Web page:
Atomic Bomb With Flawed Over 50’s Plan in Week 4 of Young Apprentice

Atomic Bomb With Flawed Over 50’s Plan in week 4 of Young Apprentice

It has to be said that the kids in Young Apprentice are learning. Unfortunately, just as some of the candidates learn one lesson, their character flaws became exposed in this week’s task. Week 4 of Young Apprentice gave us some clear insights into most of the candidates and, maybe, some indications as to who can win it.

The task this week was to identify 2 products (from 8 ) to sell to the over 50’s market (worth over £250 bn per year) at an exhibition at Olympia. Lord Sugar mixed up the teams again; Atomic consisted of Haya, Hayley, Lewis and (mister popular) Harry M. Just to reinforce how unpopular Harry M is no-one supported his bid for PM, and Haya got the job.

Kinetic had Gbemi, Zara, James, Lizzie and Harry H, and James was given near-unanimous support to be PM.

Lord Sugar gave his now customary hint about how to succeed – “You’ll be judged on sales volume, so you need to get your pricing and products right”. Simple as that, so get a good product at a reasonable price and you have the formula for success.

Immediately we saw the different styles of leadership on show; James adopted a more consultative approach but showed real leadership by reminding his team to get the cheapest price, but be confident and enthusiastic about each product, even if you don’t like it! Oh, how we’ve seen teams come a cropper before by not following this simple advice. James went on to demonstrate this perfectly across the task, even revealing that he blatantly lied about liking the pie maker. It proved to be a sound tactic, but I hope his future girl/boy friends and customers weren’t watching, as no-one will believe anything he says ever again!

Haya, no doubt buoyed by having trounced Harry M to become PM, was very direct in her style, making it clear who was in charge. Listening was not to be her strong point, and she partnered with Lewis, who seemed happy just to be away from Harry.

As usual, the task hinged on a couple of decisions. The first involved a colourful shopping trolley that both teams had their eye on, but James’ (now trade-marked) charm and good haggling skills secured it for Kinetic. Atomic went with Harry M’s enthusiasm for the camera-bird-box, which for most of the task was to prove to be a bit of an albatross. Haya reinforced her no nonsense style of leadership (read: not listening to Harry) by opting for the pie maker over his preferred cushion.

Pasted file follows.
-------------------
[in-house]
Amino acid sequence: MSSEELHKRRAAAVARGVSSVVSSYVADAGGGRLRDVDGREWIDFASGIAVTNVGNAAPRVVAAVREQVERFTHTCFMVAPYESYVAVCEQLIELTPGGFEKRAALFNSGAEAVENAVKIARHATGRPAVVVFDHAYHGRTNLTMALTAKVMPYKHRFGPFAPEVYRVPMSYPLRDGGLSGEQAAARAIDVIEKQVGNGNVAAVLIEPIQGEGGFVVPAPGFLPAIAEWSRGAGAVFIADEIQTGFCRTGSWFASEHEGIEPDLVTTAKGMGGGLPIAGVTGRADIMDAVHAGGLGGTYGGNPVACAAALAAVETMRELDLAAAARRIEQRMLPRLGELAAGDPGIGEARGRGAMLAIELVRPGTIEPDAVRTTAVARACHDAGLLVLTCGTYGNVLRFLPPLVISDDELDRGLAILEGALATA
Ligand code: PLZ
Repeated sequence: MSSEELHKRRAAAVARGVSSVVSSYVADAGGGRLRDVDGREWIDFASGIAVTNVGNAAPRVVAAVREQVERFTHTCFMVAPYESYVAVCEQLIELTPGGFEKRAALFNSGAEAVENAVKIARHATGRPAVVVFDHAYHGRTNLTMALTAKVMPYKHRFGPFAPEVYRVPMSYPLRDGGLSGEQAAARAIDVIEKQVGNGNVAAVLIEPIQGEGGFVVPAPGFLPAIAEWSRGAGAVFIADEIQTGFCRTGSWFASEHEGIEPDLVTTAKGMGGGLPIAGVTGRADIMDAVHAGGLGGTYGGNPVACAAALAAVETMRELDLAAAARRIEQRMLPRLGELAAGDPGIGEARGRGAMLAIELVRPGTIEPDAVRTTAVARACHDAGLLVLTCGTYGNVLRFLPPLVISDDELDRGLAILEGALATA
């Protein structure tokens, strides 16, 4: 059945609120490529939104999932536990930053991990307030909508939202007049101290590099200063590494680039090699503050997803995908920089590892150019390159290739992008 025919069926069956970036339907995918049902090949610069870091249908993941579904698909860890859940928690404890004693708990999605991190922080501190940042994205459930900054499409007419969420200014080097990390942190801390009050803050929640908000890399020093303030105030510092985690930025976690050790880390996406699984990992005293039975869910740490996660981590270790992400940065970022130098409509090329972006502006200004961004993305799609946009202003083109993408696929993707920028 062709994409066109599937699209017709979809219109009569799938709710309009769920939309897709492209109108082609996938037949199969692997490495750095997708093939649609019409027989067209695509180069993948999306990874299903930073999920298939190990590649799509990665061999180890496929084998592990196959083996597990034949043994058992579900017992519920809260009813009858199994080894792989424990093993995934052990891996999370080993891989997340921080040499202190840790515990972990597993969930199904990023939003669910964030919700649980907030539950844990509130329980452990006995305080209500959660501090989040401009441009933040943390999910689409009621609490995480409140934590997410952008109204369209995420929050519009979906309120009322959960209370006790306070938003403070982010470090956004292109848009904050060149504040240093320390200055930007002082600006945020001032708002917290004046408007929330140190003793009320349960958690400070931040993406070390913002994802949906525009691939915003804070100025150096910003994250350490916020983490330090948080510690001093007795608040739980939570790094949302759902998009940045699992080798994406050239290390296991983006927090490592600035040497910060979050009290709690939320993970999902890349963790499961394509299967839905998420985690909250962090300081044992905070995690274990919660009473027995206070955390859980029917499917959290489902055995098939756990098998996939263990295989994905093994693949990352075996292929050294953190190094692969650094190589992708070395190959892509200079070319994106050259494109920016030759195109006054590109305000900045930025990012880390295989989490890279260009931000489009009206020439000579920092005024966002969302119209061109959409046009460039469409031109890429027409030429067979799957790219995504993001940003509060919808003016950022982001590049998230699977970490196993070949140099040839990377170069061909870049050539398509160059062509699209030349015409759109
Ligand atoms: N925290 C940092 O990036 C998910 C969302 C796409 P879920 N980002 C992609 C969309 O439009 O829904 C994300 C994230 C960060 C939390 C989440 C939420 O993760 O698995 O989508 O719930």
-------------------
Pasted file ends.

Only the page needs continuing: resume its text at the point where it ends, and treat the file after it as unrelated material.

At the exhibition, Haya took on the role of sales leader, with Lewis happy to demonstrate “who makes all the pies”; whilst Harry and Hayley battled gamely to sell box-camera, with no success. Haya had obviously been listening to Lord Sugar last week as she attempted to sell the pie-maker ABOVE the manufacturer’s recommended price, and quickly dropped the price when she realised it wasn’t selling, eventually dropping to the reserve price of £14.99. By the end of the day, the pie maker had sold steadily and the high ticket item bird-camera-box (£125-£150) had sold preceisely NONE until Harry took the initiative and sold 5 to one of the the other exhibitors for £80 a go. Hayley finally sold one before the close of the exhibition.

For Kinetic the much desired trolly was not moving many items, but their other choice, a hand held vacuum cleaner, failed to cleanup sales as Harry H and Zara had ignored James’ advice and not haggled a discounted price to sell it. Eventually, necessity is the mother of invention and they started demonstrating the cleaner and sales started to come in. This task was proving hard to read in terms of the likely outcome, but a few things had become obvious:

For Atomic – Harry had pulled one out of the bag again at the end of the day; Haya was a single-minded leader; Lewis is a liability who prefers to follow; and Hayley did… what?

For Kinetic – James was a revelation as a leader, equally adept at playing the game to manipulate his team as he is at manipulating customers / clients; Harry H failed to negotiate prices with clients. but has the personality to sell; Zara was also at fault for the poor negotiations, but lacks any personality; we saw very little of Gbemi, Lizzie, so they’ll probably go on to win it.